Six Sigma teams must constantly be conscious of the fact that lousy quality has a price. Many businesses take into account what is referred to as the cost of poor quality, or CoPQ when discussing quality costs. The expenses related to defects brought on by a process are referred to as the cost of poor quality.
The Cost of Poor Quality
In some ways, the cost of poor quality is easier to measure than the cost associated with overall quality. CoPQ is usually broken into two major categories: costs associated with external failures and costs associated with internal failures. External and internal failures are often referred to as the costs of nonconformity-they are the expenses that occur when outputs do not conform to critical to quality requirements
External failures usually occur after delivered products or services, which means they are directly associated with customer dissatisfaction. External failures might include revenue losses related to a reduction in sales because of the quality of products, services, systems, or Information. Other external losses include expenses associated with repairs, returns, or rework associated with a customer complaint; costs associated with warranties; or loss of revenue or sales because of ill customer will or bad word-of-mouth.
Internal failures happen when goods, services, or procedures don’t meet the standards specified by the business and are poorly delivered to the customer. Internal failures are typically fixed by scrapping, reworking, or repairing the work.
Rework results in losses associated with delays, shortages of parts or inventory, and lack of flexibility or the ability to adapt. For example, if a process has such poor quality that 50 percent of the items require to rework, the process might produce 40 percent less daily than it could be. That means the process can serve fewer customers, generate less output, and contribute less to the company’s profit.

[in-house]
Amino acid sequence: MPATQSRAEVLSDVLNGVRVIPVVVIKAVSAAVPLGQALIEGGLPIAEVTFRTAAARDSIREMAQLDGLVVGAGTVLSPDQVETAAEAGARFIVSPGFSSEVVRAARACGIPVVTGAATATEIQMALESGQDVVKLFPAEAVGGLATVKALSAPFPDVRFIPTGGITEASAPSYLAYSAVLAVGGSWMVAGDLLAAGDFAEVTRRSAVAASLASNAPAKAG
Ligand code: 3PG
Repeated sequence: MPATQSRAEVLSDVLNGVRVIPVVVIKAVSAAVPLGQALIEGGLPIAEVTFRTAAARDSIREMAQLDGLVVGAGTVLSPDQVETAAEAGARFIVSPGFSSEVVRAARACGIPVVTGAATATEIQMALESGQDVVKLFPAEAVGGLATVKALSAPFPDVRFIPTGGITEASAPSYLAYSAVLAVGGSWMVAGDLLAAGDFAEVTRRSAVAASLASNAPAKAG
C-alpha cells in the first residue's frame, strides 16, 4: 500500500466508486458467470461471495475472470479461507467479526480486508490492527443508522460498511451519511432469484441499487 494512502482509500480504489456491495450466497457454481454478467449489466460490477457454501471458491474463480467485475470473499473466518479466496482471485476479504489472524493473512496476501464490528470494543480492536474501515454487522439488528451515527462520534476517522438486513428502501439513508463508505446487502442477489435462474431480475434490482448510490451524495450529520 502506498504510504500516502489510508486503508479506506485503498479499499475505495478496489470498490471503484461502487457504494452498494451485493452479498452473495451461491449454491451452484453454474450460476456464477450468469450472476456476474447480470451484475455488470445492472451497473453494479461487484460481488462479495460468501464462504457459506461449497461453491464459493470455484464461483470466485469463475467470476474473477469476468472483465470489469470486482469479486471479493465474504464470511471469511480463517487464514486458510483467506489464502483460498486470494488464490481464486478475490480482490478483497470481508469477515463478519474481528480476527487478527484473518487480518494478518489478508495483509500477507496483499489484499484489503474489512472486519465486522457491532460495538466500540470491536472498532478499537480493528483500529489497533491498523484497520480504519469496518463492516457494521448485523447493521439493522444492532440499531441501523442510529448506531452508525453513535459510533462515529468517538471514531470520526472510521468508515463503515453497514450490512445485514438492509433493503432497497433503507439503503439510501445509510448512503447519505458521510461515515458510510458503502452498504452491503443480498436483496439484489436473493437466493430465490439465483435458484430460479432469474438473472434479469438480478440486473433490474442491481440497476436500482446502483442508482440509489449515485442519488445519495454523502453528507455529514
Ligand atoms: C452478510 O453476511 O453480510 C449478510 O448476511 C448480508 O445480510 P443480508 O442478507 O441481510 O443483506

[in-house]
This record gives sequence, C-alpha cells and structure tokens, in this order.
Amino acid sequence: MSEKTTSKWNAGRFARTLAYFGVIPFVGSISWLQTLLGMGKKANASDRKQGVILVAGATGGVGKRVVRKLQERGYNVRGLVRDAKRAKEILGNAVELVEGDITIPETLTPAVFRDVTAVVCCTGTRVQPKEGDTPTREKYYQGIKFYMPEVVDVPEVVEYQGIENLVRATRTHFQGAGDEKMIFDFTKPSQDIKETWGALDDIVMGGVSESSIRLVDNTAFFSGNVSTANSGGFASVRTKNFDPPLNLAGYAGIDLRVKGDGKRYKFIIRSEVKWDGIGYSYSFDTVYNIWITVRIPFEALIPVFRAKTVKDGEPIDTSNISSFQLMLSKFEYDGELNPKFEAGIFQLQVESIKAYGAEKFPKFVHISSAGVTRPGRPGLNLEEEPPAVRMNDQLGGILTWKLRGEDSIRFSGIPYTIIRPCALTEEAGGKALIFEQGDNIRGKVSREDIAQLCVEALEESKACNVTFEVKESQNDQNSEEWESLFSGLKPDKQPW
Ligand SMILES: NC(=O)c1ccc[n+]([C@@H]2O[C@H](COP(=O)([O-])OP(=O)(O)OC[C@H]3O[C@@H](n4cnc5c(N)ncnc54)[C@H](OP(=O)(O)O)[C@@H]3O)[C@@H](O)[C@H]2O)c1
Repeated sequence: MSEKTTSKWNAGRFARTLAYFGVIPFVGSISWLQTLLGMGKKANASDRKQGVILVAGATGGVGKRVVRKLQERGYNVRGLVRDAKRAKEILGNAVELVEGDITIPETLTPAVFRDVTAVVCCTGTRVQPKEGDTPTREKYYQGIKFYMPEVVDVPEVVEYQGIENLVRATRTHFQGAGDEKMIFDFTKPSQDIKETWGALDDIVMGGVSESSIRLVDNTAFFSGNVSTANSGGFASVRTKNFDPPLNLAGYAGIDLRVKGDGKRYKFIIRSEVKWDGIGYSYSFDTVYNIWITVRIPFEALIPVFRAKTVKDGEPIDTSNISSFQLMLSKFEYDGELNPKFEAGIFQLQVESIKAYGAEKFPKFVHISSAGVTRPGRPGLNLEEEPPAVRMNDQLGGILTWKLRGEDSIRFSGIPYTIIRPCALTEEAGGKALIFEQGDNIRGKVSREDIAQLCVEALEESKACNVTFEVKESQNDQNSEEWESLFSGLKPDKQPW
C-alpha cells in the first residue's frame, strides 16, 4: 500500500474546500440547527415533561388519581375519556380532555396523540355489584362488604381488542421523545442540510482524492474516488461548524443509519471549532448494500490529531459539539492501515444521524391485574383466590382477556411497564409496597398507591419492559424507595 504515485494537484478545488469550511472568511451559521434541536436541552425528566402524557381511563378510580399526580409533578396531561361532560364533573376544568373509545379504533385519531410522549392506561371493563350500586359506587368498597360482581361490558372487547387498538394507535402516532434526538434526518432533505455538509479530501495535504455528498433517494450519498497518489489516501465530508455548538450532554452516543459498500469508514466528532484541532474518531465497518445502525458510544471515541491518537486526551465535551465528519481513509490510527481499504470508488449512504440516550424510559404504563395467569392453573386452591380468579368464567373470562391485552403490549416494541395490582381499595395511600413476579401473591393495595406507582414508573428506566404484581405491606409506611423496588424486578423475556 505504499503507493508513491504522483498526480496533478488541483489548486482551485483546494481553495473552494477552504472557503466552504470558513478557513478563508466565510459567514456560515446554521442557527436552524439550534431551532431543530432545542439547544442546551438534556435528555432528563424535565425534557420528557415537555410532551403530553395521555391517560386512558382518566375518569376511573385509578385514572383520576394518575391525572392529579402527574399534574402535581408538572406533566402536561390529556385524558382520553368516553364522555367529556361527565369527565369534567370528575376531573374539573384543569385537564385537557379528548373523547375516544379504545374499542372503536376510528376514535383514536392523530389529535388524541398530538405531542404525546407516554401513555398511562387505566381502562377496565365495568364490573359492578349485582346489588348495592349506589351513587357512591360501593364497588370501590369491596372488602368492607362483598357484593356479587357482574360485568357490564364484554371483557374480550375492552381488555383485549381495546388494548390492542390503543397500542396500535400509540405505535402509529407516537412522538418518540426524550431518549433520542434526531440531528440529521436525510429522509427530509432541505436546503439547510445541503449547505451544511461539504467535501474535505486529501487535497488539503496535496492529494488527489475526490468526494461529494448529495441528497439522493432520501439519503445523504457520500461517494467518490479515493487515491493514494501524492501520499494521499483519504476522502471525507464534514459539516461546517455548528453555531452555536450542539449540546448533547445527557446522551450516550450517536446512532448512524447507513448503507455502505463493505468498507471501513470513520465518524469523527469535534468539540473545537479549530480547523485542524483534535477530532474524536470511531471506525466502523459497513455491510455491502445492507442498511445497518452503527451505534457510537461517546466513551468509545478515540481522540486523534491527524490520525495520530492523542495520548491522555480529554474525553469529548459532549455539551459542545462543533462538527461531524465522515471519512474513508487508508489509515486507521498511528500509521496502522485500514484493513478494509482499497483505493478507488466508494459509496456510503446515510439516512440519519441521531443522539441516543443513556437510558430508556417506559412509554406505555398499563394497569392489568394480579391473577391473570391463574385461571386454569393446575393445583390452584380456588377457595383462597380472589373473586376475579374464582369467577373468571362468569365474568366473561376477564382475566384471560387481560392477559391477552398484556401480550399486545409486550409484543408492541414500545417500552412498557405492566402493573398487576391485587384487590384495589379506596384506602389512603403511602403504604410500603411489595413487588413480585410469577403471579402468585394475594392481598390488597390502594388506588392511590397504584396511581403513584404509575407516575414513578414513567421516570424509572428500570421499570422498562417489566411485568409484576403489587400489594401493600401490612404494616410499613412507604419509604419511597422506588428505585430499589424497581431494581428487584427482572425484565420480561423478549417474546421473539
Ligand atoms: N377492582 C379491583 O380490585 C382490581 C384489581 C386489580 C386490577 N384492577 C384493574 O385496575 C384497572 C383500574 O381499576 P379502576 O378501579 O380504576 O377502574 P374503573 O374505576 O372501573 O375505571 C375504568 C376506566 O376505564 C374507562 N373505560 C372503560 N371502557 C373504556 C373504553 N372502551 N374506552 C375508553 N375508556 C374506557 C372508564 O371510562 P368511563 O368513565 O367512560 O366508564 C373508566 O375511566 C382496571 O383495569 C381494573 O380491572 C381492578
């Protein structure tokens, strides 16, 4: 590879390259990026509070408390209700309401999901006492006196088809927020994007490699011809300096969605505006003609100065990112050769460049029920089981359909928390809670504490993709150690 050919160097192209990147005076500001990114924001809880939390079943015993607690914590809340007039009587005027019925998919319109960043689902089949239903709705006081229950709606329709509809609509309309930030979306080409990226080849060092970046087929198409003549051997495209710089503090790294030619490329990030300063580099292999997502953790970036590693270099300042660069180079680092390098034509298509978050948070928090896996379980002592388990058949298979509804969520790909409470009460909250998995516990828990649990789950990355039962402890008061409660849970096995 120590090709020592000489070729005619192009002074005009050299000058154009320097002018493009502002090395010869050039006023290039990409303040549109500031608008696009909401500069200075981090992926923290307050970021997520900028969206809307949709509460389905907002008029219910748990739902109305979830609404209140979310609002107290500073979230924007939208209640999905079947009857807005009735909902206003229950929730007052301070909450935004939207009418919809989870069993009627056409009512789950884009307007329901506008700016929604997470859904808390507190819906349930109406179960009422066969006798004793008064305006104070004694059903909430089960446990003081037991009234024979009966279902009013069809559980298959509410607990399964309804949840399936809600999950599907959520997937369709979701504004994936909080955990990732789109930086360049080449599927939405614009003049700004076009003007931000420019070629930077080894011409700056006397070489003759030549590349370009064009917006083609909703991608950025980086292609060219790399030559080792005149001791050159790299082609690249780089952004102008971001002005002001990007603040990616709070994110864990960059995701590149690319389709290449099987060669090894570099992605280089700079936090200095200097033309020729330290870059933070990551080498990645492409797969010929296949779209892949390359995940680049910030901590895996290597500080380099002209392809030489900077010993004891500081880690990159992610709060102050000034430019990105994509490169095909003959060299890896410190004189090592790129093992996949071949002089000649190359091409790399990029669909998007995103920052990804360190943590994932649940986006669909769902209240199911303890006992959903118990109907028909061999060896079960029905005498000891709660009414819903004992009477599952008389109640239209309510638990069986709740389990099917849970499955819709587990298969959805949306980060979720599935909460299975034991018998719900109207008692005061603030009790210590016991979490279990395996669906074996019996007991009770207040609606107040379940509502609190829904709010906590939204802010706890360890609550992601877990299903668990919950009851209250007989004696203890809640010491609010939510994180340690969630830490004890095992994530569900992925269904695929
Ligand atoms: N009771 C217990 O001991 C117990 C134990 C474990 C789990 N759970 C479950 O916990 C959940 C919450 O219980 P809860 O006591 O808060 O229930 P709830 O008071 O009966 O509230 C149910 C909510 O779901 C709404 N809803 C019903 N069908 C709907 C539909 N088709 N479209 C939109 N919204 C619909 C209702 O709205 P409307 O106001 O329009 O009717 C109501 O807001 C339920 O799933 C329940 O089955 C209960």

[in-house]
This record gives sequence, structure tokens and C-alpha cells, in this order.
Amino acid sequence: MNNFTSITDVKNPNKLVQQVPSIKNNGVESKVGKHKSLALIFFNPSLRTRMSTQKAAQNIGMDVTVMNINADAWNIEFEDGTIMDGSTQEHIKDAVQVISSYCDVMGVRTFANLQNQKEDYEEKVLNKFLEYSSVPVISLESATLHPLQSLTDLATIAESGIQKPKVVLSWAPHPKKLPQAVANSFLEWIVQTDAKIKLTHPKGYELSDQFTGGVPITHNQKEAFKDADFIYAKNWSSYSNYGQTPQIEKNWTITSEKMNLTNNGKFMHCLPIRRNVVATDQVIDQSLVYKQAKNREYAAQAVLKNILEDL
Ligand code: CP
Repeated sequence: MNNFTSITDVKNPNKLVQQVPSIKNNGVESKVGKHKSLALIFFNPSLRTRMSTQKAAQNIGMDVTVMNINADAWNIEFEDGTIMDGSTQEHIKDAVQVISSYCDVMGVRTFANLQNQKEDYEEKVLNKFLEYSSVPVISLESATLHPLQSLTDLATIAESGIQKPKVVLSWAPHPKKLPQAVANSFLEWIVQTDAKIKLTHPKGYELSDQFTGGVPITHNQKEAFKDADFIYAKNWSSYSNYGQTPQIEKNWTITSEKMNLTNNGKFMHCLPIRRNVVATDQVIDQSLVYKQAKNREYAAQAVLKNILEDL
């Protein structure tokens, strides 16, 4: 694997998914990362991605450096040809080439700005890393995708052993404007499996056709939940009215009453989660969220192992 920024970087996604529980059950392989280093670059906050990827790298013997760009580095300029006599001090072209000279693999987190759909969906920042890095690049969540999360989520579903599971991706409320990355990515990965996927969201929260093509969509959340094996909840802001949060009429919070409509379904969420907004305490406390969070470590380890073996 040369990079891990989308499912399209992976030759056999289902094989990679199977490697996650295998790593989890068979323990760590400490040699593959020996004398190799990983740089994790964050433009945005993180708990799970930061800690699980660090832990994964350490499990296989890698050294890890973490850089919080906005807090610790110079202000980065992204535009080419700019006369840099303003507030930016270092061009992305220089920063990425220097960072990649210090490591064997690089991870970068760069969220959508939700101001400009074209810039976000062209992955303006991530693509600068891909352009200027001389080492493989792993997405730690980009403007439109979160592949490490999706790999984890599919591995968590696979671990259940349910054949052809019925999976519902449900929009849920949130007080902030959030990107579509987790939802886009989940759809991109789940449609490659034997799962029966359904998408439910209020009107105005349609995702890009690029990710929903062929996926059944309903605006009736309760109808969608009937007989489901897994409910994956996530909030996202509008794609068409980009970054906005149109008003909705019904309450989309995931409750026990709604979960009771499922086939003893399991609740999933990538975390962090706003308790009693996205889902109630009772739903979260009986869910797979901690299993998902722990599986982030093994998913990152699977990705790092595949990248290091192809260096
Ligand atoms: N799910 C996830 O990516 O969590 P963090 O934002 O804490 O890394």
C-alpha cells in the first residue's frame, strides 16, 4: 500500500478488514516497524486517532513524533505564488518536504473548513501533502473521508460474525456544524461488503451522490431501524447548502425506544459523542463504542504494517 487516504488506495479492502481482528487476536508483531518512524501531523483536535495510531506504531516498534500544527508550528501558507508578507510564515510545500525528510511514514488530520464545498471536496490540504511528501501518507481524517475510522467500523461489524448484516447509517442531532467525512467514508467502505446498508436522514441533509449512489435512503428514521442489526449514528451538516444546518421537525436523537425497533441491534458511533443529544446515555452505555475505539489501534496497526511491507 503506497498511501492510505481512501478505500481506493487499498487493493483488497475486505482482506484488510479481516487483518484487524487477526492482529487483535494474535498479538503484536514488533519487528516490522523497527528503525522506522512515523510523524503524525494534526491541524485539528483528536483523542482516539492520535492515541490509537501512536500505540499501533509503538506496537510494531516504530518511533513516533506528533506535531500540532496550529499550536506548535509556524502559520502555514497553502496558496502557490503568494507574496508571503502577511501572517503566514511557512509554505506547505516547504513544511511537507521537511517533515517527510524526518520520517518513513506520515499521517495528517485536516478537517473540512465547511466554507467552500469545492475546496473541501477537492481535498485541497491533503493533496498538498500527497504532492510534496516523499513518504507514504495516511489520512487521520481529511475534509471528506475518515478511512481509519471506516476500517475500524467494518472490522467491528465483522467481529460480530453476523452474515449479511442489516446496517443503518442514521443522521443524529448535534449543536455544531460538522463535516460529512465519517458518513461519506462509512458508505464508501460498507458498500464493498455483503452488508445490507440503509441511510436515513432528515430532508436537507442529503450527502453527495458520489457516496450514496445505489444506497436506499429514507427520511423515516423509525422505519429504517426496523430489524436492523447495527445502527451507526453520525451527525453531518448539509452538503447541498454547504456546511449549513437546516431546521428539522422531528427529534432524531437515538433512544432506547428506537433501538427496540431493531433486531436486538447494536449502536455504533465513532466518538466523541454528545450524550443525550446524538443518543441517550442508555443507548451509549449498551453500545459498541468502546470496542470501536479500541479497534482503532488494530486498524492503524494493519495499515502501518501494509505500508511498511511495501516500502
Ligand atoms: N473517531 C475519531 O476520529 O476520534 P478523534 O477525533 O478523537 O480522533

Calculating the Cost of Poor Quality
Because it enables executives to grasp how financial requirements are tied to the need for quality improvements, understanding the cost of poor quality is essential for Six Sigma organizations. An organization is more inclined to work toward improvement if the cost of poor quality is higher.
The cost of poor quality may be used to help establish improvement budgets at the project or process level. A project that costs $20,000 but saves RM3,000 a month in quality will pay for itself in seven months if poor quality costs a business RM5,000 a month. On the other hand, a project that requires RM100,000 but only incurs a RM1,000 monthly cost for poor quality is less likely to be justified.
Even though the equation appears straightforward, it might be challenging to list all expenses related to poor quality. Most experts compare the hidden costs of poor quality to an iceberg to explain them. On the surface, you only perceive a tiny portion of the expenses of poor quality. Scrap, reprocessing, warranty requests, client returns, and additional shipment are a few examples.
Beneath the surface, however, an iceberg is always much more significant. The same is usually true of the cost of poor quality, and hidden costs might include:
Loss of customer loyalty
Loss of morale
loss of workers if morale is low over an extended period of time.
Schedule or rescheduling-related conflicts
Higher risks of compliance issues, including fines
Higher administrative costs
Unpredictable revenue, sales, or production
On an enterprise-wide scale, estimating the cost of poor quality is very challenging, and assessing it at the process level is still highly complex. There is no system for formalizing all potential costs into financial values.
When computing CoPQ, the company should create a streamlined process that is applied across the board. In order to ensure that different process teams utilize comparable metrics when they report to leadership, Six Sigma belters within the organization may at the very least create a specific means of listing expenses of poor quality across the entire business.
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